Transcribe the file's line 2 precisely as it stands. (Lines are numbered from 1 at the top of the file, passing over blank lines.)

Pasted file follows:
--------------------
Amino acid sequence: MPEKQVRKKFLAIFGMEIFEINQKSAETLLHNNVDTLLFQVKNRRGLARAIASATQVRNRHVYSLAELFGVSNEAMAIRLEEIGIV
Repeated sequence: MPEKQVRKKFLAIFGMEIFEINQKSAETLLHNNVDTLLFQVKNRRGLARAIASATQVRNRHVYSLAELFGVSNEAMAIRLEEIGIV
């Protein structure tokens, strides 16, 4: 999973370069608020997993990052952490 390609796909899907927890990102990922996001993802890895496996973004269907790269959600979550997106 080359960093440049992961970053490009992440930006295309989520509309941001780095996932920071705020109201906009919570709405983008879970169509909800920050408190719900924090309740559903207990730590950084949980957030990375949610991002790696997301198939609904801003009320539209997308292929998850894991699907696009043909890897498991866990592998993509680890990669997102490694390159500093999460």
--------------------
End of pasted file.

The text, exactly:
Repeated sequence: MPEKQVRKKFLAIFGMEIFEINQKSAETLLHNNVDTLLFQVKNRRGLARAIASATQVRNRHVYSLAELFGVSNEAMAIRLEEIGIV